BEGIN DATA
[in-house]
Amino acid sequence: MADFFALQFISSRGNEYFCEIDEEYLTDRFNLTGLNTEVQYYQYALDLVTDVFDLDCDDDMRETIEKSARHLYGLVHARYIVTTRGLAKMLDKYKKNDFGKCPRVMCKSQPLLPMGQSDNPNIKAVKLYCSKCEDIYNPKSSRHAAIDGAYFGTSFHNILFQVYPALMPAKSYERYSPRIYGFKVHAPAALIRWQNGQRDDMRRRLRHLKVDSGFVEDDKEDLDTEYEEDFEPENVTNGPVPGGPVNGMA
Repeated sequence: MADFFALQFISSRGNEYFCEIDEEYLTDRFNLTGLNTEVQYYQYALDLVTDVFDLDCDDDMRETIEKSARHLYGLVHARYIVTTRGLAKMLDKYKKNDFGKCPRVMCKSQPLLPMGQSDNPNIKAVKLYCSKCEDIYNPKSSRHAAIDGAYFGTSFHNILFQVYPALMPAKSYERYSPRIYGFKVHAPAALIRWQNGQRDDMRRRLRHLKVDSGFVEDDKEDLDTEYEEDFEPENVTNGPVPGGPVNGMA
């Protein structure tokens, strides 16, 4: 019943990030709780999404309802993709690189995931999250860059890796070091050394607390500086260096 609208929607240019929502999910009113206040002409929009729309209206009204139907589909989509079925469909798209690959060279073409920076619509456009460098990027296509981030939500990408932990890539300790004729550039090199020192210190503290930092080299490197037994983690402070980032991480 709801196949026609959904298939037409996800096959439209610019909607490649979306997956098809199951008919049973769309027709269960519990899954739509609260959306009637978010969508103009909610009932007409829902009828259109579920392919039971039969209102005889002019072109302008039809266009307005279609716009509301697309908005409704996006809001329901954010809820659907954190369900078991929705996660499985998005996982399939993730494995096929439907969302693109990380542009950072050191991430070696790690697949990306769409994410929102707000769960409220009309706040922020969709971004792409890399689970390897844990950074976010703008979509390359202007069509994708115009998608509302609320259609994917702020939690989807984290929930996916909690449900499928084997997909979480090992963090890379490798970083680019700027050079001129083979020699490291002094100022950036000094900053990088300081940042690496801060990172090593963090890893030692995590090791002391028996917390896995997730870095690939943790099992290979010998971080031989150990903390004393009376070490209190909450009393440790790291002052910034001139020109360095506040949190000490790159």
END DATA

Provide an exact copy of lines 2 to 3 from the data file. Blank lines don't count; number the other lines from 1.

Amino acid sequence: MADFFALQFISSRGNEYFCEIDEEYLTDRFNLTGLNTEVQYYQYALDLVTDVFDLDCDDDMRETIEKSARHLYGLVHARYIVTTRGLAKMLDKYKKNDFGKCPRVMCKSQPLLPMGQSDNPNIKAVKLYCSKCEDIYNPKSSRHAAIDGAYFGTSFHNILFQVYPALMPAKSYERYSPRIYGFKVHAPAALIRWQNGQRDDMRRRLRHLKVDSGFVEDDKEDLDTEYEEDFEPENVTNGPVPGGPVNGMA
Repeated sequence: MADFFALQFISSRGNEYFCEIDEEYLTDRFNLTGLNTEVQYYQYALDLVTDVFDLDCDDDMRETIEKSARHLYGLVHARYIVTTRGLAKMLDKYKKNDFGKCPRVMCKSQPLLPMGQSDNPNIKAVKLYCSKCEDIYNPKSSRHAAIDGAYFGTSFHNILFQVYPALMPAKSYERYSPRIYGFKVHAPAALIRWQNGQRDDMRRRLRHLKVDSGFVEDDKEDLDTEYEEDFEPENVTNGPVPGGPVNGMA